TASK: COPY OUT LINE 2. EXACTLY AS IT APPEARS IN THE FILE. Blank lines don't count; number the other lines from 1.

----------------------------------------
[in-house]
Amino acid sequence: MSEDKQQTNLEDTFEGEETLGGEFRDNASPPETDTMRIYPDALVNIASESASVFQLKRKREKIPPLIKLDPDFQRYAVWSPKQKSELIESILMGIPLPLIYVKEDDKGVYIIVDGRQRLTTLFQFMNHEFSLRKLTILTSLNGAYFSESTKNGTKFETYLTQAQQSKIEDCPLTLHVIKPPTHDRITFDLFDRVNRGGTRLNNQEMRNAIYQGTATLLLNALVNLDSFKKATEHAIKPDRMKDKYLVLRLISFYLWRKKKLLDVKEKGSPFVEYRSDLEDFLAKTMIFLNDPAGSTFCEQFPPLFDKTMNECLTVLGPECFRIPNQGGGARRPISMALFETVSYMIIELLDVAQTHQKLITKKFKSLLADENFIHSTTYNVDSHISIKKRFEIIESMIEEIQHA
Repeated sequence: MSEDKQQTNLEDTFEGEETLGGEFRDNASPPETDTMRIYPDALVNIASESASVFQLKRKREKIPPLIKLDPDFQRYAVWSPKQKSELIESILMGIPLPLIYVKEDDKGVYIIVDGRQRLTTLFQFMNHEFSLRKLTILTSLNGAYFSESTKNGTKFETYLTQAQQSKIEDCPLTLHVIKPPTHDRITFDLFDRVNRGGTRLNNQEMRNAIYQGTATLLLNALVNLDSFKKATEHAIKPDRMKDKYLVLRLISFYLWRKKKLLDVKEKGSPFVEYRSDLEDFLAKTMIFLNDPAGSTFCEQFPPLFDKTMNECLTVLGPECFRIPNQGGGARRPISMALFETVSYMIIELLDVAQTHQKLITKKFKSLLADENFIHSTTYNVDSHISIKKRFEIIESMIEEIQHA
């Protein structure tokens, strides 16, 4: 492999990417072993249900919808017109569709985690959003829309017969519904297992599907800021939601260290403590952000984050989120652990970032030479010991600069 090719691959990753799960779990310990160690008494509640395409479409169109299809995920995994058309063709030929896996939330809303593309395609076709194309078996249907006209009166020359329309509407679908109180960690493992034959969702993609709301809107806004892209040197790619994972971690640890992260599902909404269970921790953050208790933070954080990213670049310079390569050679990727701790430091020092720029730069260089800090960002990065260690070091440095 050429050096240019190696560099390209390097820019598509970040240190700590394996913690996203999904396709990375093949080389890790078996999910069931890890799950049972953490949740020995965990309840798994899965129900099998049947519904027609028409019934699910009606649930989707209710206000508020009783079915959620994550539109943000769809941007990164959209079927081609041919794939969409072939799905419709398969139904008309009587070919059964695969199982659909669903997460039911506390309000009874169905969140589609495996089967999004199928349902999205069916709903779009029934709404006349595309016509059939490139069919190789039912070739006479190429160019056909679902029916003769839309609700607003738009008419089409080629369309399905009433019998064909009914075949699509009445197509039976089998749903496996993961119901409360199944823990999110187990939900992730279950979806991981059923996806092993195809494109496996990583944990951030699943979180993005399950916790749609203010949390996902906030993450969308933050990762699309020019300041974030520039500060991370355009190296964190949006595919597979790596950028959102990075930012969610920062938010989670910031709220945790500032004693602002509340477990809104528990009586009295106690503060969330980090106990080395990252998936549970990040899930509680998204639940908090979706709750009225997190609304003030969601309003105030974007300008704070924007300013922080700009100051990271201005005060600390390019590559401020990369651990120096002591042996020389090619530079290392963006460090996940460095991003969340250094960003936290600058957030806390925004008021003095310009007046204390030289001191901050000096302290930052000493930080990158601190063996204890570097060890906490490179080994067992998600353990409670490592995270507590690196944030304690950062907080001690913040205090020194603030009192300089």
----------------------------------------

Amino acid sequence: MSEDKQQTNLEDTFEGEETLGGEFRDNASPPETDTMRIYPDALVNIASESASVFQLKRKREKIPPLIKLDPDFQRYAVWSPKQKSELIESILMGIPLPLIYVKEDDKGVYIIVDGRQRLTTLFQFMNHEFSLRKLTILTSLNGAYFSESTKNGTKFETYLTQAQQSKIEDCPLTLHVIKPPTHDRITFDLFDRVNRGGTRLNNQEMRNAIYQGTATLLLNALVNLDSFKKATEHAIKPDRMKDKYLVLRLISFYLWRKKKLLDVKEKGSPFVEYRSDLEDFLAKTMIFLNDPAGSTFCEQFPPLFDKTMNECLTVLGPECFRIPNQGGGARRPISMALFETVSYMIIELLDVAQTHQKLITKKFKSLLADENFIHSTTYNVDSHISIKKRFEIIESMIEEIQHA